Although allowing for some degree of tilting movement (between approximately 2 and 18 degrees), the primary role of the sacroiliac joint is to support the weight of the spinal column and upper torso and act as a spinal shock absorber. Anything other than anterior to posterior (back and forth) movement is prohibited by the presence of strong ligaments between the sacrum and ilium, but sacral flexion (bending) and extension (straightening) is possible. The sacrum and ilium may also tilt in opposing directions, as occurs during walking.
The space between the sacrum and ilium tends to become smaller with age, restricting what motion there is, with the bones even occasionally fusing together. Joint flexibility is, however, enhanced in pregnancy as a result of elevated levels of the hormone relaxin, which loosens the ligaments of the pelvis in preparation for childbirth.
The auricular (‘ear shaped’) surfaces of the sacrum and ilium are rough and lined with cartilage. The sacral auricular surface supports hyaline cartilage, whereas fibrocartilage lines the iliac auricular surface. Only the lower half of the joint has a synovial cavity, with the upper half being held in place by the interosseous ligaments and the thick posterior and thinner anterior sacroiliac ligaments. The interosseous ligaments are very strong, and the bone will often fracture before these will tear. Thick posterior and thinner anterior sacroiliac ligaments also support the sacroiliac joint, and the sacrospinous and sacrotuberous ligaments further connect the sacrum to the hip bone. The entire joint is contained and supported by a fibrous articular capsule.
Lumbar back support products are designed to help prevent neck and back pain, which can lead to pain in other parts of the body as well. Many of these products are pillows or cushions that offer additional support when you are seated for long periods of time.
The lumbar region of the spine is usually referred to as the lower back. It is the area just above your tailbone and below the thoracic (middle back) region. The lumbar area includes your spine and all the muscles, ligaments and tendons surrounding your spine. If your ligaments are pulled or torn, you will experience a lumbar sprain or strain, which can lead to muscle spasms and significant pain in your lower back.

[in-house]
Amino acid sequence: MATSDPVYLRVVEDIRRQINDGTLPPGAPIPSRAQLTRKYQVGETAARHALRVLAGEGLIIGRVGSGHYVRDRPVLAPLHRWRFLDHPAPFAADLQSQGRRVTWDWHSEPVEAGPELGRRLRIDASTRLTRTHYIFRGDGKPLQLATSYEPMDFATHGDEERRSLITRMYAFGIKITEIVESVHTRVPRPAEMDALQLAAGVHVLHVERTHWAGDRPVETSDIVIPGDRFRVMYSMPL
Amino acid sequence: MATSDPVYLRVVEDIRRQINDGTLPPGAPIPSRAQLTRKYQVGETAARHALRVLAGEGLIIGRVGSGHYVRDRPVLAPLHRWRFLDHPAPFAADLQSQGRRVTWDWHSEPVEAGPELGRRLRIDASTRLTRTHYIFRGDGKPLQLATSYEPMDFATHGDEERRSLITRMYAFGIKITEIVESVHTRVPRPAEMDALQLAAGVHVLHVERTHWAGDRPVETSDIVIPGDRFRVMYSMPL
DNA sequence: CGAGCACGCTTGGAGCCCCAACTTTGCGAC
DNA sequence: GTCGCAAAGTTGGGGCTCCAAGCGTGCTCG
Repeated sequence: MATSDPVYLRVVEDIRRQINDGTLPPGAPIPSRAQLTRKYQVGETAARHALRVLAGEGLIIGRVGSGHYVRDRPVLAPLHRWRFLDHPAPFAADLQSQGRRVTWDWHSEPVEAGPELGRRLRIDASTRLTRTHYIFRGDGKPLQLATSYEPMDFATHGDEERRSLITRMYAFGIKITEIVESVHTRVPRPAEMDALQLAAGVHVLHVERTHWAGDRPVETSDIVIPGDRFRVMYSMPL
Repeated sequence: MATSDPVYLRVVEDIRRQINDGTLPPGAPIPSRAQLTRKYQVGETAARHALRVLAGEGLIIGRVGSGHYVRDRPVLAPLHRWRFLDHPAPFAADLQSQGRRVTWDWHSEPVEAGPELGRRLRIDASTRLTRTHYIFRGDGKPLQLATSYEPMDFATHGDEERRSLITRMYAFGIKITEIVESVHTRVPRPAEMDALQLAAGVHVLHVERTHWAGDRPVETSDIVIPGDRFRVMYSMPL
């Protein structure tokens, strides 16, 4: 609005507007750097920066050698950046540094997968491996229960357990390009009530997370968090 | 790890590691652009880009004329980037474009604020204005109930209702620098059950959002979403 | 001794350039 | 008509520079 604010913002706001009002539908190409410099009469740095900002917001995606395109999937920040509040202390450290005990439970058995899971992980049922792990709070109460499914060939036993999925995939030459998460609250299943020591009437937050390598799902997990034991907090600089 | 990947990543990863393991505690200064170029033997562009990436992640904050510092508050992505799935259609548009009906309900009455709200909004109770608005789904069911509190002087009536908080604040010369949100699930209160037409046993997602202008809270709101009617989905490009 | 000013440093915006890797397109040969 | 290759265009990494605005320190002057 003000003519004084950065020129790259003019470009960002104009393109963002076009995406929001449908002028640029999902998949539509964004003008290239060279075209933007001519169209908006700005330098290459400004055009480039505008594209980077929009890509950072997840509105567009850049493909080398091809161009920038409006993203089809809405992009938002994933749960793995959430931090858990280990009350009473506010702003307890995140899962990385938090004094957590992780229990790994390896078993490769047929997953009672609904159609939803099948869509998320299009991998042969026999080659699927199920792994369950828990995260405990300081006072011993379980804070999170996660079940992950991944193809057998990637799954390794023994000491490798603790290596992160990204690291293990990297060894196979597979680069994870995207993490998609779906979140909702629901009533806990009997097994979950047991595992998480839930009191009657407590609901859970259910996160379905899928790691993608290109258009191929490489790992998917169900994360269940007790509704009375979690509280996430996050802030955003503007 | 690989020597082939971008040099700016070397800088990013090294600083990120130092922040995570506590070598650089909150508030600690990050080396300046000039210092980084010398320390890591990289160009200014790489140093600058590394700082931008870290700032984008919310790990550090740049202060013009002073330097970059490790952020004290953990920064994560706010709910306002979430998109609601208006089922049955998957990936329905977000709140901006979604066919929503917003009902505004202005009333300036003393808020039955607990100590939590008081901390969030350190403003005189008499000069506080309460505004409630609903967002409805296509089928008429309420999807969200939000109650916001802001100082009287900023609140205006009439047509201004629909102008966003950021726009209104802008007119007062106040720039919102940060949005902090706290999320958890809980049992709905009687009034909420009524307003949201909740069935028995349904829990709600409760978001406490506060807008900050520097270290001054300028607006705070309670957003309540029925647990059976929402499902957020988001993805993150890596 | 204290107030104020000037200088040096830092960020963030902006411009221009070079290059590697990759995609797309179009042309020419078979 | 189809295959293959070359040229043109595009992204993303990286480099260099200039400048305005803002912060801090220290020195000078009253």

What can cause lumbar sprains and strains? Poor posture, poor lifting technique, obesity, and other health-related factors can contribute. In fact, sitting for long periods without lumbar support can itself aggravate lumbar pain. Finally, one of the greatest contributors to back pain is using the wrong type of chair for your body. Surfaces that are too hard or too soft do not encourage proper posture and do not provide adequate support for your back.
Usually all that is required to relieve lower back pain is sufficient rest, but most of us are unable to rest for long enough to overcome lumbar problems. So preventing these problems with a good lumbar support is essential, especially if you spend significant amounts of time sitting down.
The first step to choosing the right lumbar support is to ensure that it fits perfectly in the chair you spend the most time in. An even better option is to choose an ergonomically designed chair that includes a built-in lumbar support, or an individual lumbar support that is specifically designed to be used with your chair. “One size fits all” lumbar support products rarely provide any benefits and should be avoided.
Make sure you test the product in the store before you buy it. If you can, sit with the lumbar support for at least 15 minutes to see if it feels good or aggravates back pain. The best lumbar supports are adjustable, so you can fit it to the chair’s height. Ergonomic chairs with lumbar supports included usually allow you to adjust the height and width of the support. Adjustable separate supports are particularly useful if you use more than one chair throughout the day.Coming soon.